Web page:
Scarfe ran Hill’s rental department for several years, touring extensively worldwide and refining his craft as a live mix engineer.
“That’s how we all learned in those days – on the road. We were definitely making it up as we went along,” he notes. “You’d do a festival in the pouring rain with the amp racks exposed and think, ‘I’m not doing that again. Next time I’ll put them under the stage.’ Or, you’d stack the speakers a certain way and realize the coverage wasn’t right, so you’d do it differently (the next time). We learned something new every day.”
As Malcolm Hill Associates grew, the company’s roster of clients came to include some of the biggest artists of the era. Scarfe was touring virtually non-stop with a number of them, including AC/DC, a band he went on to mix almost exclusively for a decade.
“Imagine being a 23-year-old kid who ends up with a sound system. By the time he’s 24, he’s working with someone who’s manufacturing and designing equipment. We progressed to two, then three systems, and by 1977, we had five or six sound systems touring Europe.
“By 1979, we came to America with AC/DC, and a year later, we were doing the ‘Back In Black’ tour as well as touring the world with half a dozen other artists. Then, in 1985, we did ‘Live Aid’ at Wembley Stadium. It was a whirlwind, going from virtually nothing to Live Aid in 10 years.”
Across The Pond
By 1983, he and Hill were also doing more business in North America, ultimately deciding to establish a permanent location stateside. “It was a market where we wanted to service our European clients, and we believed we’d be able to do that better with a full-time presence,” Scarfe notes.
Scarfe and mates prepping for the historic first Live Aid festival at Wembley Stadium in 1985. (click to enlarge)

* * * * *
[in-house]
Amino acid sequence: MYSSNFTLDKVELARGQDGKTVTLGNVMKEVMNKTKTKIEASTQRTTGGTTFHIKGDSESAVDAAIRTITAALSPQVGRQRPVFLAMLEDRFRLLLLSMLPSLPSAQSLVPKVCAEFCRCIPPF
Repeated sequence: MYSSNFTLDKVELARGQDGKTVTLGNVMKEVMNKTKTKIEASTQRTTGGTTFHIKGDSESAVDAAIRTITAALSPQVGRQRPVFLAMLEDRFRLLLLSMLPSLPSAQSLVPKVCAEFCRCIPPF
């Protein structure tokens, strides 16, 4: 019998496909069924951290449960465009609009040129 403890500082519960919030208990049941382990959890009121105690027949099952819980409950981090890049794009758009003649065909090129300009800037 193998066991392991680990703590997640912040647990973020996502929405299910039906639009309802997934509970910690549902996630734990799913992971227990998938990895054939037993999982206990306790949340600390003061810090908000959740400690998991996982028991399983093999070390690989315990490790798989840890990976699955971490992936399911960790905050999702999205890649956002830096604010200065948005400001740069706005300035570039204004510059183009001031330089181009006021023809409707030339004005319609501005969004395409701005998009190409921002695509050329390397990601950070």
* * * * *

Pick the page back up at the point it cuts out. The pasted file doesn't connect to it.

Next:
The choice of Hagerstown, MD as the new entity’s home base came about for logistical and financial reasons. “I could have located anywhere, but since we were shipping equipment back and forth by sea, somewhere on the mid-Atlantic east coast made sense,” he explains, adding with a laugh, “To be honest, I literally went from Baltimore and started heading west until I found somewhere where the rent was inexpensive. I settled here. I developed the business here. I made friends and married here. It’s served me very well.”
In describing his work with Hill, Scarfe explains that it wasn’t officially a partnership. “We came together because of the needs of my client base, and his manufacturing and design skills. We formed a working relationship that benefited both of us for many years.”
Live Aid remains a career highlight for Scarfe. “It was just unbelievable how it came together,” he says. “Malcolm designed and manufactured all of the speaker boxes, the amplifiers, mixers and monitors. I was on tour in Japan at the time with Frankie Goes To Hollywood, and I flew in on a Wednesday, went straight to Wembley, rehearsed for two days and did the show on Saturday.
“Just to put it into perspective, as a company, we’d never flip-flopped two FOH boards and two monitor systems before. We were both 33, and we’re doing 11-minute changeovers between David Bowie and The Who.”
By the early 90s, Hill decided to focus on his passion for manufacturing gear. Scarfe, however, now firmly established in the U.S., wanted to continue to run MHA Audio as a provider for touring artists. The two came to an agreement, with Scarfe purchasing the U.S. business from Hill in 1992.